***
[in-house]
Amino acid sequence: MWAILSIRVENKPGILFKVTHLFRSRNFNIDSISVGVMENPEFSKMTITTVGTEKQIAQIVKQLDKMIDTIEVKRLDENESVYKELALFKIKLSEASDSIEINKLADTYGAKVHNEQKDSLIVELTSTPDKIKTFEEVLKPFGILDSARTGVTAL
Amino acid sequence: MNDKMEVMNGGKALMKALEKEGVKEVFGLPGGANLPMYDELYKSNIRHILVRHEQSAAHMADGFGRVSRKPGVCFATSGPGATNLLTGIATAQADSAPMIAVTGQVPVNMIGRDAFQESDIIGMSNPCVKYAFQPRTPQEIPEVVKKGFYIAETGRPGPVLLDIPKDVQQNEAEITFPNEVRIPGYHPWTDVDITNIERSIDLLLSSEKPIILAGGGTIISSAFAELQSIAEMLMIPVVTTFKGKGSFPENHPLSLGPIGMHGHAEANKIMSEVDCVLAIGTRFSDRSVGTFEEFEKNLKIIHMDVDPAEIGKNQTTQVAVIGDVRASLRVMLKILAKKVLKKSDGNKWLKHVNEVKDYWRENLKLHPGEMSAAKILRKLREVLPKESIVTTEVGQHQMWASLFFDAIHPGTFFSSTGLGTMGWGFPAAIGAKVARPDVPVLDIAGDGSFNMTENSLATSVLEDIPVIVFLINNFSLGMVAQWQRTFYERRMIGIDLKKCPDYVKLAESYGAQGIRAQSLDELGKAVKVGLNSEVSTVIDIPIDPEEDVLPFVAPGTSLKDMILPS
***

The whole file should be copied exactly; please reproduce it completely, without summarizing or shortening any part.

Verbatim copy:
[in-house]
Amino acid sequence: MWAILSIRVENKPGILFKVTHLFRSRNFNIDSISVGVMENPEFSKMTITTVGTEKQIAQIVKQLDKMIDTIEVKRLDENESVYKELALFKIKLSEASDSIEINKLADTYGAKVHNEQKDSLIVELTSTPDKIKTFEEVLKPFGILDSARTGVTAL
Amino acid sequence: MNDKMEVMNGGKALMKALEKEGVKEVFGLPGGANLPMYDELYKSNIRHILVRHEQSAAHMADGFGRVSRKPGVCFATSGPGATNLLTGIATAQADSAPMIAVTGQVPVNMIGRDAFQESDIIGMSNPCVKYAFQPRTPQEIPEVVKKGFYIAETGRPGPVLLDIPKDVQQNEAEITFPNEVRIPGYHPWTDVDITNIERSIDLLLSSEKPIILAGGGTIISSAFAELQSIAEMLMIPVVTTFKGKGSFPENHPLSLGPIGMHGHAEANKIMSEVDCVLAIGTRFSDRSVGTFEEFEKNLKIIHMDVDPAEIGKNQTTQVAVIGDVRASLRVMLKILAKKVLKKSDGNKWLKHVNEVKDYWRENLKLHPGEMSAAKILRKLREVLPKESIVTTEVGQHQMWASLFFDAIHPGTFFSSTGLGTMGWGFPAAIGAKVARPDVPVLDIAGDGSFNMTENSLATSVLEDIPVIVFLINNFSLGMVAQWQRTFYERRMIGIDLKKCPDYVKLAESYGAQGIRAQSLDELGKAVKVGLNSEVSTVIDIPIDPEEDVLPFVAPGTSLKDMILPS